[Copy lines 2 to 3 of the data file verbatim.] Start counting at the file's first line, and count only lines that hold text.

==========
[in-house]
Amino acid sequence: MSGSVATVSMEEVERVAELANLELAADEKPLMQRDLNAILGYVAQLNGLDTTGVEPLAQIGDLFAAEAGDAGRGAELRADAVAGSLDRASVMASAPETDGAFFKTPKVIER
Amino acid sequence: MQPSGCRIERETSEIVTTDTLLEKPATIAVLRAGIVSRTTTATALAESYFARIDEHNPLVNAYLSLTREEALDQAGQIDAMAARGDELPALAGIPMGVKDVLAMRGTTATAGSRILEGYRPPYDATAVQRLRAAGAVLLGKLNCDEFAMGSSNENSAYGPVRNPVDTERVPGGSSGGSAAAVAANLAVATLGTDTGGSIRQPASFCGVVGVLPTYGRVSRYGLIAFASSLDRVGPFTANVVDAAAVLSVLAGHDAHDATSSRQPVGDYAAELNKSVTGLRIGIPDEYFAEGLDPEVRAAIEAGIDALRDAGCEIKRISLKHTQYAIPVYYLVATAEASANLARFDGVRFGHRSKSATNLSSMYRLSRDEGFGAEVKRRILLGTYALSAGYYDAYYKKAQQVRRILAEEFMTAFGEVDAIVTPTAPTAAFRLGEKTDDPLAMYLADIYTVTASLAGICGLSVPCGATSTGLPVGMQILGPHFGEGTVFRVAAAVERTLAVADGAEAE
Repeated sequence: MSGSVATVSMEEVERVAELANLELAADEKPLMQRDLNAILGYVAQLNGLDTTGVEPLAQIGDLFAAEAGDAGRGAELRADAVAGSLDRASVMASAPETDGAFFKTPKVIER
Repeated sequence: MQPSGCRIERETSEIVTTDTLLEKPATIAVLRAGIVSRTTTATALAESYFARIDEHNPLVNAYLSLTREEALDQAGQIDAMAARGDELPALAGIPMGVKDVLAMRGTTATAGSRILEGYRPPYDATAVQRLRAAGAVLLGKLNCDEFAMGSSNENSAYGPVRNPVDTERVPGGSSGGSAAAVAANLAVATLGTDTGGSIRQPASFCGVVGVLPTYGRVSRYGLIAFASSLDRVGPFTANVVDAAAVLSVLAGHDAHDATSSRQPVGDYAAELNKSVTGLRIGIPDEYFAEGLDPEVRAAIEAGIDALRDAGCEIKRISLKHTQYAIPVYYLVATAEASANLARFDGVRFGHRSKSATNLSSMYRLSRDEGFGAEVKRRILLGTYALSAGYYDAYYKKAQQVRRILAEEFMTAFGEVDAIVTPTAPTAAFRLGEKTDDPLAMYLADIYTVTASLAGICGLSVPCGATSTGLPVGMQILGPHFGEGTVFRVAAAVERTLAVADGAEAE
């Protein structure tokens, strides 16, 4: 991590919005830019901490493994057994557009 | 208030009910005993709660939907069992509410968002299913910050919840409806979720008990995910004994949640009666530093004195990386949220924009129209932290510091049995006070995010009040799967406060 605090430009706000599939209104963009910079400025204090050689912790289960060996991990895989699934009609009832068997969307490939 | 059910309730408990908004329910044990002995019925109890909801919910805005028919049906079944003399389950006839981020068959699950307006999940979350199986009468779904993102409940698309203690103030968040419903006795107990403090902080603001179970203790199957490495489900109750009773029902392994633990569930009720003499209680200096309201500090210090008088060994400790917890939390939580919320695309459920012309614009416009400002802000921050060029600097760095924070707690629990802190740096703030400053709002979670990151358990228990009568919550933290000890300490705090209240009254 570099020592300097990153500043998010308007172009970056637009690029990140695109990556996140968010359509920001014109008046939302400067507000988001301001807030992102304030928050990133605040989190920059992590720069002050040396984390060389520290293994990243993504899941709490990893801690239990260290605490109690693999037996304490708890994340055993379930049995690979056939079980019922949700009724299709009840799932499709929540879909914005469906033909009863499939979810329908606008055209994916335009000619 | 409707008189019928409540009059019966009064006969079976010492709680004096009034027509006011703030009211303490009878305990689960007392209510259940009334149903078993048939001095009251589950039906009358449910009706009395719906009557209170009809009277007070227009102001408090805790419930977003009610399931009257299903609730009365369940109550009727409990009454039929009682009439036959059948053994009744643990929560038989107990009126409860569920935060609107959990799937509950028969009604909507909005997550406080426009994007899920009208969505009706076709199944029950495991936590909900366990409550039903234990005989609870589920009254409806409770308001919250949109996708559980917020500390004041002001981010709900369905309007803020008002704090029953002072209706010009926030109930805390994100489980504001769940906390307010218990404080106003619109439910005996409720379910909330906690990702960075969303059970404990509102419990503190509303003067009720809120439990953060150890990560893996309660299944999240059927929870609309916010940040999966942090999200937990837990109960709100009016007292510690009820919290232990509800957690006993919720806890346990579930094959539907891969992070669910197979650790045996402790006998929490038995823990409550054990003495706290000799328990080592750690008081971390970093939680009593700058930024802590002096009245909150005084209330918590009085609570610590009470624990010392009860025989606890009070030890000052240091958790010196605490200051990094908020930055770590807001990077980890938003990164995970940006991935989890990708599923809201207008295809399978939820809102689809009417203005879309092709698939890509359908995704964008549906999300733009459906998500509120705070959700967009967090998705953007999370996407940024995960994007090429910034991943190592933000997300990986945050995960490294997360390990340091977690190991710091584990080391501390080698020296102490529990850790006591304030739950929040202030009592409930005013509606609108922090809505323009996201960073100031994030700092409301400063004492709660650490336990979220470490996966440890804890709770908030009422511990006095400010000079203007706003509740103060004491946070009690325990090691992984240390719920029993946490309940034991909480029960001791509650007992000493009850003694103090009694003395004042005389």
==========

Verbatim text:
Amino acid sequence: MSGSVATVSMEEVERVAELANLELAADEKPLMQRDLNAILGYVAQLNGLDTTGVEPLAQIGDLFAAEAGDAGRGAELRADAVAGSLDRASVMASAPETDGAFFKTPKVIER
Amino acid sequence: MQPSGCRIERETSEIVTTDTLLEKPATIAVLRAGIVSRTTTATALAESYFARIDEHNPLVNAYLSLTREEALDQAGQIDAMAARGDELPALAGIPMGVKDVLAMRGTTATAGSRILEGYRPPYDATAVQRLRAAGAVLLGKLNCDEFAMGSSNENSAYGPVRNPVDTERVPGGSSGGSAAAVAANLAVATLGTDTGGSIRQPASFCGVVGVLPTYGRVSRYGLIAFASSLDRVGPFTANVVDAAAVLSVLAGHDAHDATSSRQPVGDYAAELNKSVTGLRIGIPDEYFAEGLDPEVRAAIEAGIDALRDAGCEIKRISLKHTQYAIPVYYLVATAEASANLARFDGVRFGHRSKSATNLSSMYRLSRDEGFGAEVKRRILLGTYALSAGYYDAYYKKAQQVRRILAEEFMTAFGEVDAIVTPTAPTAAFRLGEKTDDPLAMYLADIYTVTASLAGICGLSVPCGATSTGLPVGMQILGPHFGEGTVFRVAAAVERTLAVADGAEAE